In 2015 the Department of Tourism chose to focus on driving responsible tourism and investigated the idea of an incentive programme. A pilot project was launched which looked at installing solar powered projects at key tourism attraction sites and accommodation establishments. Robben Island was one of eight sites selected to be part of the pilot with the installation of a solar photovoltaic (PV) power plant will reduce the Island’s diesel consumption by 50% with an expected return of investment to materialise within 5 – 7 years.

Based on the success of the pilot, the Green Tourism Incentive Programme (GTIP) was officially launched to the private sector on 19 October 2017 by the Minister of Tourism, Tokozile Xasa.

How the programme works

Managed and administered by the Industrial Development Corporation, the programme will provide grant funding on a sliding scale from 30% to 90% (capped at R1 million) to qualifying small and micro tourism enterprises to implement interventions that will improve energy efficiency and reduce operational costs. The incentive is available to privately owned tourism specific establishments. A TGCSA star grading is required where applicable. Eligible applicants will either be an exempt micro enterprise with a total annual revenue of below R5 million or a qualifying small enterprise with a total annual revenue of between R5 million and R45 million.

Application guidelines

  1. To apply for GTIP eligible applicants need to visit the IDC website.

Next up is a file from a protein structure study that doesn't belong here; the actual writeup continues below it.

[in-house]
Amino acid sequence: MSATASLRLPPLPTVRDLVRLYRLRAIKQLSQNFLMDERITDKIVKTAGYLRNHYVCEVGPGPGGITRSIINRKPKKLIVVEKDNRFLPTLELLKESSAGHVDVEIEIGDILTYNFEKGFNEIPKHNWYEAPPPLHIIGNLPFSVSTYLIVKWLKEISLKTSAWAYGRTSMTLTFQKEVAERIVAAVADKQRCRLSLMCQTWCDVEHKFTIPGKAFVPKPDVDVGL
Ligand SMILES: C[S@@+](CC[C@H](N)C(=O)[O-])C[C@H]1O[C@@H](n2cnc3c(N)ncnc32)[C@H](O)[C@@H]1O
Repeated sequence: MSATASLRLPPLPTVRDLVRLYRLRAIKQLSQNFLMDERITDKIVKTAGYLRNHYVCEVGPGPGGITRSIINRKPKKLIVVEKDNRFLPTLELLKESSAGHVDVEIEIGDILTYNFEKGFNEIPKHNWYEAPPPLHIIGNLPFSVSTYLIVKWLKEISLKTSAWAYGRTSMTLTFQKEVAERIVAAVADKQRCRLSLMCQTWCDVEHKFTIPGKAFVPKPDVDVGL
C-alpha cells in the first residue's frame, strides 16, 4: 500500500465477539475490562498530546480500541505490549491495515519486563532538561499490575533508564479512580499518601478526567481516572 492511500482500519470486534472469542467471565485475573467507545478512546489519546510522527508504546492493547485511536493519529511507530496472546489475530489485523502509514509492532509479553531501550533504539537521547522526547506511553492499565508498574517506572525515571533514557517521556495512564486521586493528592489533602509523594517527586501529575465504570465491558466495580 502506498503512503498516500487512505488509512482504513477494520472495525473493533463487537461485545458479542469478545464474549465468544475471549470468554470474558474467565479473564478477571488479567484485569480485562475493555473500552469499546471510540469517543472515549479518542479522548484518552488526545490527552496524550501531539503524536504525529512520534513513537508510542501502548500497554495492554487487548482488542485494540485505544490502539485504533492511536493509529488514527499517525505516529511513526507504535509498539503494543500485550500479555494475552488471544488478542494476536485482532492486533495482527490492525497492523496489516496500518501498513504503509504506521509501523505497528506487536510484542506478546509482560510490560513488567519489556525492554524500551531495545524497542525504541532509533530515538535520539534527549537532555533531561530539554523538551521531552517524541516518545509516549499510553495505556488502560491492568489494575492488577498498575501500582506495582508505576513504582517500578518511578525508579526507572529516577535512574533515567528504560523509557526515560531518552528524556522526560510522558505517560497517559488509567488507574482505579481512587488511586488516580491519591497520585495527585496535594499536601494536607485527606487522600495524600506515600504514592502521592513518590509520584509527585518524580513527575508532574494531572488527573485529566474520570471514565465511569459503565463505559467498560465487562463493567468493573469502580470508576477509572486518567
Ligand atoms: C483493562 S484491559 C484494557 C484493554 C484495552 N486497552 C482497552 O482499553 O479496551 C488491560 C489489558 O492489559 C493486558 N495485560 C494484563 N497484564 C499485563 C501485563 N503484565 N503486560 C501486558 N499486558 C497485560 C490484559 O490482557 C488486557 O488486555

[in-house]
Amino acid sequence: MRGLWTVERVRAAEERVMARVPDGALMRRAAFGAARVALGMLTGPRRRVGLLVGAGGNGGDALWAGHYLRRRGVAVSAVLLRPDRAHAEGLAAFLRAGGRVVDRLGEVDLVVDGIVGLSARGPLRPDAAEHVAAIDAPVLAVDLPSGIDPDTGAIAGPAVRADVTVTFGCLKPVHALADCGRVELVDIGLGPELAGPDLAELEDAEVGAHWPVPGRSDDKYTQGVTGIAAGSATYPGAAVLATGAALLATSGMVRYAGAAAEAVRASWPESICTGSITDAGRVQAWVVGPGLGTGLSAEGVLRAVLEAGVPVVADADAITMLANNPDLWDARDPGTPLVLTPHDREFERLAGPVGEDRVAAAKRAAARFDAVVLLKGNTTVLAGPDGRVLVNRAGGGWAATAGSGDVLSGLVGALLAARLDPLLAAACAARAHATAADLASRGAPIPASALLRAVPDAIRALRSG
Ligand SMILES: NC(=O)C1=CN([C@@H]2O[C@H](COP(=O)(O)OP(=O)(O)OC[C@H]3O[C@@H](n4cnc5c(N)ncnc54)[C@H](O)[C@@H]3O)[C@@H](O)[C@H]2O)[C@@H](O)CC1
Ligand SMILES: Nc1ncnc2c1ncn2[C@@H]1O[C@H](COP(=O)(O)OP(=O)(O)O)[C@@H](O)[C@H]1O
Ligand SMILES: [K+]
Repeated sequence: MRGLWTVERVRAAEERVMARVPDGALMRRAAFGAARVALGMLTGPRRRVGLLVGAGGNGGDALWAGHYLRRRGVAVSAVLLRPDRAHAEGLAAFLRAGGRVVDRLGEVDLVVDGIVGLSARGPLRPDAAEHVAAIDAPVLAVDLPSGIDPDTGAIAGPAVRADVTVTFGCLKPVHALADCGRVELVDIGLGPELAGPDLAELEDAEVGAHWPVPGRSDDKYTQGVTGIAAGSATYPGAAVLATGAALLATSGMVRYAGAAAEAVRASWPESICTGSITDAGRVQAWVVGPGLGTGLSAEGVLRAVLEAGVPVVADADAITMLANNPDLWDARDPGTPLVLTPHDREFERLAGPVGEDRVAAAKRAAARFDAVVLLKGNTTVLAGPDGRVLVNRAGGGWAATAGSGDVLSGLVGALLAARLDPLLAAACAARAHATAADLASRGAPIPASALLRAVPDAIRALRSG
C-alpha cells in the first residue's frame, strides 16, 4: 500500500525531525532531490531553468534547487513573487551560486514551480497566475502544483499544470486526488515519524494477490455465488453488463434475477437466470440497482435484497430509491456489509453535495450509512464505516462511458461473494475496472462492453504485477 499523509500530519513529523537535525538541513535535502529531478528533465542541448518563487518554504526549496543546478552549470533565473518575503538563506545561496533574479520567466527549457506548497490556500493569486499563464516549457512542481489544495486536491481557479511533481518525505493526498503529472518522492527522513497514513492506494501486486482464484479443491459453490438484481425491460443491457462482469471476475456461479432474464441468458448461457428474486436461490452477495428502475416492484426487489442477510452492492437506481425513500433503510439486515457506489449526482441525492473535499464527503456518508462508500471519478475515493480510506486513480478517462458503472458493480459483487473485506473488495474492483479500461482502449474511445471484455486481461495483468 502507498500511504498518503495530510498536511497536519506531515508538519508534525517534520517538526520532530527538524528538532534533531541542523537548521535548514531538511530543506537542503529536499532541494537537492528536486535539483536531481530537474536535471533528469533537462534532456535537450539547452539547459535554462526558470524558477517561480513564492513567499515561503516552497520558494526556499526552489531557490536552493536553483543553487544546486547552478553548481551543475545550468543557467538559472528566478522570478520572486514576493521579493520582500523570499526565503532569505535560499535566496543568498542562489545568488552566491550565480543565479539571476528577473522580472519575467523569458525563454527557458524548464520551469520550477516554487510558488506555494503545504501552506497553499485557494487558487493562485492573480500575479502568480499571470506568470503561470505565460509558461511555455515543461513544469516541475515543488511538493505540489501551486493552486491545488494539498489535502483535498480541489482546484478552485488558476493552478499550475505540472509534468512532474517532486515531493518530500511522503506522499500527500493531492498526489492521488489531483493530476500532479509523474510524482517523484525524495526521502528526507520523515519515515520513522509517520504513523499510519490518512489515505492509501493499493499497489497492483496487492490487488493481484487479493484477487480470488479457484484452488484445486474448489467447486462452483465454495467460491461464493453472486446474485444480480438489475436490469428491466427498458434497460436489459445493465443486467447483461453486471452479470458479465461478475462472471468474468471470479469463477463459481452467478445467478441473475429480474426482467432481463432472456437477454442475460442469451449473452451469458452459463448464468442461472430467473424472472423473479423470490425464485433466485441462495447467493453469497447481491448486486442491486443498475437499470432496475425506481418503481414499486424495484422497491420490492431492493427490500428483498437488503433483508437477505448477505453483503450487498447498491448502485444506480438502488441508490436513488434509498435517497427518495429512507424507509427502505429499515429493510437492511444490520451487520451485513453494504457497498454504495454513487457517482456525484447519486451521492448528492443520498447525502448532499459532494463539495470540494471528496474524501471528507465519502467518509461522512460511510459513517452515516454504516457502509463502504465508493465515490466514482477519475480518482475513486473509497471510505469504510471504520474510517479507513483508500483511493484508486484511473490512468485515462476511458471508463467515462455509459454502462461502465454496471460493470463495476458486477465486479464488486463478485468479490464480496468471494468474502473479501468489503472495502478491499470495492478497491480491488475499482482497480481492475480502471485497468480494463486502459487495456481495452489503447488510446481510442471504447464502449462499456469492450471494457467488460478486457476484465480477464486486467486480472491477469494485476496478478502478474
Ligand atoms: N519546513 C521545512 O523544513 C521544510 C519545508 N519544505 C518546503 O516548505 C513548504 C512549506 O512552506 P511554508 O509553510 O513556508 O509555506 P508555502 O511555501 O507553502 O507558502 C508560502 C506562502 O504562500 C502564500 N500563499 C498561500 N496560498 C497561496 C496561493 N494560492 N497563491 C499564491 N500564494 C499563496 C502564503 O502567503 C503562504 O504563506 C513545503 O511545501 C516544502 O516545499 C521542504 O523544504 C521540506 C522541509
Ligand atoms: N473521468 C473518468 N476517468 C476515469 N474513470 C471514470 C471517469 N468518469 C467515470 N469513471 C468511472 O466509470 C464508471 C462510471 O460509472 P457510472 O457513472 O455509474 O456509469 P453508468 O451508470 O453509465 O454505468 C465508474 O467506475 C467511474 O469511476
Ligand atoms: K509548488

2. It’s important to note that all supporting documents must accompany the application form, and all annexures must be complete. All applicants who pass the initial eligibility assessment will be requested to provide supporting documents such as proof of address and certification of copies of additional supporting documents. These should not be older than 3 months.
  3. Applicants are not expected to be experts in sustainable energy operations, despite the application form requesting details of these. Once the application form along with all relevant supporting documents has been submitted, the National Cleaner Production Centre (NCPC) of South Africa will conduct an energy audit to identify energy efficiency solutions that the business can implement. The fund covers 90% of the cost of a new audit, with the business having to source the balance of the payment. If your business has just recently undergone an energy efficiency audit, 100% of the costs for the review of the audit will be covered.
  4. The audit is an essential part of the incentive programme process, where trained individuals are able to identify gaps and can agree on solutions, together with the business owner, designed to have an impact on reducing operational costs.
  5. Once the audit is complete, results will be made available to you. Qualifying businesses will move onto the next phase of determining the extent of funding to be granted based on three criteria, namely:• the extent of the savings achieved through the solution – the higher the better
    • the level of transformation of the business
    • the size of the enterprise
  1. Since the programme will not cover the full cost of the solution, if your application has been successful, you will be required to inject your portion of funding first and provide proof thereof before any grant funding is disbursed. This is not money that necessarily needs to be in pocket. IDC is looking at ways to fund certain shortfalls through a loan agreement, or alternatively you will be referred to sefa. Loan funding for the balance is not only limited within these two institutions but successful applicants can approach any funder of their choice.